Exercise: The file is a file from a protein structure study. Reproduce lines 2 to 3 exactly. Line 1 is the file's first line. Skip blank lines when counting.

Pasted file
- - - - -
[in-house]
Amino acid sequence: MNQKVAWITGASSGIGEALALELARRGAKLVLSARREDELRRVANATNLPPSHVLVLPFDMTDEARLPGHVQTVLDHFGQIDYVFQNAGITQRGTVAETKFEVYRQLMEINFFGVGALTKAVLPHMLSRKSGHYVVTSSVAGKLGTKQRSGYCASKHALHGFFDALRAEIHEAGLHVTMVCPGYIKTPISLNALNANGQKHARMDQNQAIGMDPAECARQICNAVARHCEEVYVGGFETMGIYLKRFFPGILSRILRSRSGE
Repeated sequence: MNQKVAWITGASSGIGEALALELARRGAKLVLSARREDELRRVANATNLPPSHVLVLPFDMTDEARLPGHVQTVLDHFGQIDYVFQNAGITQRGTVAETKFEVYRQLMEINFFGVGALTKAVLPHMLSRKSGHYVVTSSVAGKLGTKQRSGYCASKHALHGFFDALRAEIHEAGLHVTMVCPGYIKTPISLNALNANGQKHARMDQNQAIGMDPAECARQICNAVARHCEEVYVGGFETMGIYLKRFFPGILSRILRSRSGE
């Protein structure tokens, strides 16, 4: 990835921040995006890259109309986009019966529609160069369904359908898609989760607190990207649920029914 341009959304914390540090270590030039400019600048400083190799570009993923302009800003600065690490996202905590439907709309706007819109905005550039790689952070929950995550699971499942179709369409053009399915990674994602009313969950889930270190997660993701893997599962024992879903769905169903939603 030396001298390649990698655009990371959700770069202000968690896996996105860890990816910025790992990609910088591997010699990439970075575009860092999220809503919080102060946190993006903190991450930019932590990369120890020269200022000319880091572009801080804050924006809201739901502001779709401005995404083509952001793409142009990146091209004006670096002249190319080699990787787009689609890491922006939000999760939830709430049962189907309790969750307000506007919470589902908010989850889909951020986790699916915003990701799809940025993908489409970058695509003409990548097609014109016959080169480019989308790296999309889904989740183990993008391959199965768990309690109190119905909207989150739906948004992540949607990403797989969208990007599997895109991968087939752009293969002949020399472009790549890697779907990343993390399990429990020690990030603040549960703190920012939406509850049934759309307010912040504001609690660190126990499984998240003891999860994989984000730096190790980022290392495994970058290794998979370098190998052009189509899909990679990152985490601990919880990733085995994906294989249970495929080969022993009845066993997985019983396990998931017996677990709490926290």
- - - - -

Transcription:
Amino acid sequence: MNQKVAWITGASSGIGEALALELARRGAKLVLSARREDELRRVANATNLPPSHVLVLPFDMTDEARLPGHVQTVLDHFGQIDYVFQNAGITQRGTVAETKFEVYRQLMEINFFGVGALTKAVLPHMLSRKSGHYVVTSSVAGKLGTKQRSGYCASKHALHGFFDALRAEIHEAGLHVTMVCPGYIKTPISLNALNANGQKHARMDQNQAIGMDPAECARQICNAVARHCEEVYVGGFETMGIYLKRFFPGILSRILRSRSGE
Repeated sequence: MNQKVAWITGASSGIGEALALELARRGAKLVLSARREDELRRVANATNLPPSHVLVLPFDMTDEARLPGHVQTVLDHFGQIDYVFQNAGITQRGTVAETKFEVYRQLMEINFFGVGALTKAVLPHMLSRKSGHYVVTSSVAGKLGTKQRSGYCASKHALHGFFDALRAEIHEAGLHVTMVCPGYIKTPISLNALNANGQKHARMDQNQAIGMDPAECARQICNAVARHCEEVYVGGFETMGIYLKRFFPGILSRILRSRSGE